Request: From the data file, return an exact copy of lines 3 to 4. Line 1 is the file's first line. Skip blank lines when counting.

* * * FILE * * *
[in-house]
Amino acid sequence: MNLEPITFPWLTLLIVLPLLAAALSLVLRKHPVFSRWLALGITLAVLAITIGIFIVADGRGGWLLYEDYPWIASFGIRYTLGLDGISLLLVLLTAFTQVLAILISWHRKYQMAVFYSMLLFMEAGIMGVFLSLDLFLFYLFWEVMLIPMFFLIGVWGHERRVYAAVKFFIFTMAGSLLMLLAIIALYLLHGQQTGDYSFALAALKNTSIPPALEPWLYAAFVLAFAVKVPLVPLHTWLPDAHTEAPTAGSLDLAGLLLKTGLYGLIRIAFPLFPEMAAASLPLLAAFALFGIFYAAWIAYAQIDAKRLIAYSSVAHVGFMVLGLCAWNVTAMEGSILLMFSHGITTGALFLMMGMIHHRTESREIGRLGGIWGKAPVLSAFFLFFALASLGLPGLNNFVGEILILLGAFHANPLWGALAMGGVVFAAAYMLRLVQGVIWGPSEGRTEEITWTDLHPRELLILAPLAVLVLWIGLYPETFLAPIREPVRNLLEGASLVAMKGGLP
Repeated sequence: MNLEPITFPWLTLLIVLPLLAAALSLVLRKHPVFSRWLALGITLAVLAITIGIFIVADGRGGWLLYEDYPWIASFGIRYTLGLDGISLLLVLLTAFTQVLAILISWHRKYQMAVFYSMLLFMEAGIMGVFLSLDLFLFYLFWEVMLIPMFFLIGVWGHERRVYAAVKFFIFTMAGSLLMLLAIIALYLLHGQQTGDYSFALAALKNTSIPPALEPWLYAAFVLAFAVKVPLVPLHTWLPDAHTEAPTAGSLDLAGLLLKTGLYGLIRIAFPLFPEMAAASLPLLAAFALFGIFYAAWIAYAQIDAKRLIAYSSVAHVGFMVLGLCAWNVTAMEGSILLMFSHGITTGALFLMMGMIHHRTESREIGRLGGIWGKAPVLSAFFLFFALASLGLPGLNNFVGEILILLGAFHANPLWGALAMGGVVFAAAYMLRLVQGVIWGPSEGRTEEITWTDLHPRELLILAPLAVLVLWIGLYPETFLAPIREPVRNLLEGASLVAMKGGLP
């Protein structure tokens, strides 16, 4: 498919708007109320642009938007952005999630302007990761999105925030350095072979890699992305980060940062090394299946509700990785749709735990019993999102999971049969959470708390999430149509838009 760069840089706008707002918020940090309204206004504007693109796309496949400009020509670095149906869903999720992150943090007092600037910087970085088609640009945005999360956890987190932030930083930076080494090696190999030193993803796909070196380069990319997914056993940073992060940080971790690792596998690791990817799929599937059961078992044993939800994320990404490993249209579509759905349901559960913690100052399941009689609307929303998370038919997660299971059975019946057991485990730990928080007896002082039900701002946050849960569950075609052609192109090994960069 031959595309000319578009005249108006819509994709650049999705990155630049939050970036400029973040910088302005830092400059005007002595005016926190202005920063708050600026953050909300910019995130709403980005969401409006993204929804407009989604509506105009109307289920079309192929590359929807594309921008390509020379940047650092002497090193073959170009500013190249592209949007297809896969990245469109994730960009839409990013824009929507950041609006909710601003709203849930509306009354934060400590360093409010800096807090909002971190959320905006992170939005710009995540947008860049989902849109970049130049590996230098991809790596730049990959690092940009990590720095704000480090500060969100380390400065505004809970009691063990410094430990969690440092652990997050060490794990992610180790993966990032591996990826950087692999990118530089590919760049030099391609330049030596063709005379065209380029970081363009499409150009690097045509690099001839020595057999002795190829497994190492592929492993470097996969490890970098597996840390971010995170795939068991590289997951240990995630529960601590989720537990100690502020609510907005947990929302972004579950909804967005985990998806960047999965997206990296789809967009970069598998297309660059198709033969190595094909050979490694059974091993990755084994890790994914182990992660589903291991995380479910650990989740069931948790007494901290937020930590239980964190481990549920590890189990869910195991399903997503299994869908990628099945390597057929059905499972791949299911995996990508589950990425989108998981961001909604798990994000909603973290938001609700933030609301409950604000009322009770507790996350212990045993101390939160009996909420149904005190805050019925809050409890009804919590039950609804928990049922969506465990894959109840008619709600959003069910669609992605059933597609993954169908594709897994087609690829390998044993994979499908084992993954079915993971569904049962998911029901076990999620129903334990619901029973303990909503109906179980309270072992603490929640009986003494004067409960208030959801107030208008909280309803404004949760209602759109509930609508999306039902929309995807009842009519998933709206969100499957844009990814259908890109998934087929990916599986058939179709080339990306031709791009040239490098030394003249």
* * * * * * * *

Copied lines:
Repeated sequence: MNLEPITFPWLTLLIVLPLLAAALSLVLRKHPVFSRWLALGITLAVLAITIGIFIVADGRGGWLLYEDYPWIASFGIRYTLGLDGISLLLVLLTAFTQVLAILISWHRKYQMAVFYSMLLFMEAGIMGVFLSLDLFLFYLFWEVMLIPMFFLIGVWGHERRVYAAVKFFIFTMAGSLLMLLAIIALYLLHGQQTGDYSFALAALKNTSIPPALEPWLYAAFVLAFAVKVPLVPLHTWLPDAHTEAPTAGSLDLAGLLLKTGLYGLIRIAFPLFPEMAAASLPLLAAFALFGIFYAAWIAYAQIDAKRLIAYSSVAHVGFMVLGLCAWNVTAMEGSILLMFSHGITTGALFLMMGMIHHRTESREIGRLGGIWGKAPVLSAFFLFFALASLGLPGLNNFVGEILILLGAFHANPLWGALAMGGVVFAAAYMLRLVQGVIWGPSEGRTEEITWTDLHPRELLILAPLAVLVLWIGLYPETFLAPIREPVRNLLEGASLVAMKGGLP
């Protein structure tokens, strides 16, 4: 498919708007109320642009938007952005999630302007990761999105925030350095072979890699992305980060940062090394299946509700990785749709735990019993999102999971049969959470708390999430149509838009 760069840089706008707002918020940090309204206004504007693109796309496949400009020509670095149906869903999720992150943090007092600037910087970085088609640009945005999360956890987190932030930083930076080494090696190999030193993803796909070196380069990319997914056993940073992060940080971790690792596998690791990817799929599937059961078992044993939800994320990404490993249209579509759905349901559960913690100052399941009689609307929303998370038919997660299971059975019946057991485990730990928080007896002082039900701002946050849960569950075609052609192109090994960069 031959595309000319578009005249108006819509994709650049999705990155630049939050970036400029973040910088302005830092400059005007002595005016926190202005920063708050600026953050909300910019995130709403980005969401409006993204929804407009989604509506105009109307289920079309192929590359929807594309921008390509020379940047650092002497090193073959170009500013190249592209949007297809896969990245469109994730960009839409990013824009929507950041609006909710601003709203849930509306009354934060400590360093409010800096807090909002971190959320905006992170939005710009995540947008860049989902849109970049130049590996230098991809790596730049990959690092940009990590720095704000480090500060969100380390400065505004809970009691063990410094430990969690440092652990997050060490794990992610180790993966990032591996990826950087692999990118530089590919760049030099391609330049030596063709005379065209380029970081363009499409150009690097045509690099001839020595057999002795190829497994190492592929492993470097996969490890970098597996840390971010995170795939068991590289997951240990995630529960601590989720537990100690502020609510907005947990929302972004579950909804967005985990998806960047999965997206990296789809967009970069598998297309660059198709033969190595094909050979490694059974091993990755084994890790994914182990992660589903291991995380479910650990989740069931948790007494901290937020930590239980964190481990549920590890189990869910195991399903997503299994869908990628099945390597057929059905499972791949299911995996990508589950990425989108998981961001909604798990994000909603973290938001609700933030609301409950604000009322009770507790996350212990045993101390939160009996909420149904005190805050019925809050409890009804919590039950609804928990049922969506465990894959109840008619709600959003069910669609992605059933597609993954169908594709897994087609690829390998044993994979499908084992993954079915993971569904049962998911029901076990999620129903334990619901029973303990909503109906179980309270072992603490929640009986003494004067409960208030959801107030208008909280309803404004949760209602759109509930609508999306039902929309995807009842009519998933709206969100499957844009990814259908890109998934087929990916599986058939179709080339990306031709791009040239490098030394003249």